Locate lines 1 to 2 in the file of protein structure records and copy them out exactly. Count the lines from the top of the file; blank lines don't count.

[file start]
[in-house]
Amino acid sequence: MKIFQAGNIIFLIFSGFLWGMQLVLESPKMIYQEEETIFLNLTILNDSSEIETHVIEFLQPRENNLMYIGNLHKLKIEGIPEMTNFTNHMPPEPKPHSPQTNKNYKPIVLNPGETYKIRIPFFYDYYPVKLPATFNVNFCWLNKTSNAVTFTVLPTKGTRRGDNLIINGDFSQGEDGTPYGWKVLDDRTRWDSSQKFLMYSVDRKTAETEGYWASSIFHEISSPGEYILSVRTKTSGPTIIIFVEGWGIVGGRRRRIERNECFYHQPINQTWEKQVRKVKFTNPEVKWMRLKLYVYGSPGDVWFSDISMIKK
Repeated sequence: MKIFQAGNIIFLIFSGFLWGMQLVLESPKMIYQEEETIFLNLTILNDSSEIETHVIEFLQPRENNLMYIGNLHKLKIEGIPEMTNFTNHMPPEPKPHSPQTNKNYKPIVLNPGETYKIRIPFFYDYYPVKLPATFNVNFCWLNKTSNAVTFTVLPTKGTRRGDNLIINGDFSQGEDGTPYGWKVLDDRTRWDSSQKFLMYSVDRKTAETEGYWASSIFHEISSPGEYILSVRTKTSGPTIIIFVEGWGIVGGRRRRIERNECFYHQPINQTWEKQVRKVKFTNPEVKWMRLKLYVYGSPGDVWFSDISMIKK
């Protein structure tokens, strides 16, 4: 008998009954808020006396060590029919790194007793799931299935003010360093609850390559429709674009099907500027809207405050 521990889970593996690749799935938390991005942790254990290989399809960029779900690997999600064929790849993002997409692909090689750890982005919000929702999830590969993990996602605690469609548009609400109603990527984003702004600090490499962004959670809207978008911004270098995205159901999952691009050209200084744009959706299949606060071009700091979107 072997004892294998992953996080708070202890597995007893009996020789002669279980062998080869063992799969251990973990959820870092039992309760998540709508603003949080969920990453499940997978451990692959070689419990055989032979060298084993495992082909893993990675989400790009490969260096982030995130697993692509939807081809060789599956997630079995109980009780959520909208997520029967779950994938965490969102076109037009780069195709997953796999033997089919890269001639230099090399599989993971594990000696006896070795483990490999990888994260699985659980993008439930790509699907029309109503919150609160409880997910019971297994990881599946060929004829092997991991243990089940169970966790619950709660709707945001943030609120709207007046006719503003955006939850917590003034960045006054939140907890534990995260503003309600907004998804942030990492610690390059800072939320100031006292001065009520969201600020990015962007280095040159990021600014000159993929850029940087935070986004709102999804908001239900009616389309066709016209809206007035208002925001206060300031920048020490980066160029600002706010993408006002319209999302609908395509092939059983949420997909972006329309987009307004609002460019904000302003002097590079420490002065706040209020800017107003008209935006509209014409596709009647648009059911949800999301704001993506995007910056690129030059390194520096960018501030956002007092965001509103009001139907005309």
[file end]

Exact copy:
[in-house]
Amino acid sequence: MKIFQAGNIIFLIFSGFLWGMQLVLESPKMIYQEEETIFLNLTILNDSSEIETHVIEFLQPRENNLMYIGNLHKLKIEGIPEMTNFTNHMPPEPKPHSPQTNKNYKPIVLNPGETYKIRIPFFYDYYPVKLPATFNVNFCWLNKTSNAVTFTVLPTKGTRRGDNLIINGDFSQGEDGTPYGWKVLDDRTRWDSSQKFLMYSVDRKTAETEGYWASSIFHEISSPGEYILSVRTKTSGPTIIIFVEGWGIVGGRRRRIERNECFYHQPINQTWEKQVRKVKFTNPEVKWMRLKLYVYGSPGDVWFSDISMIKK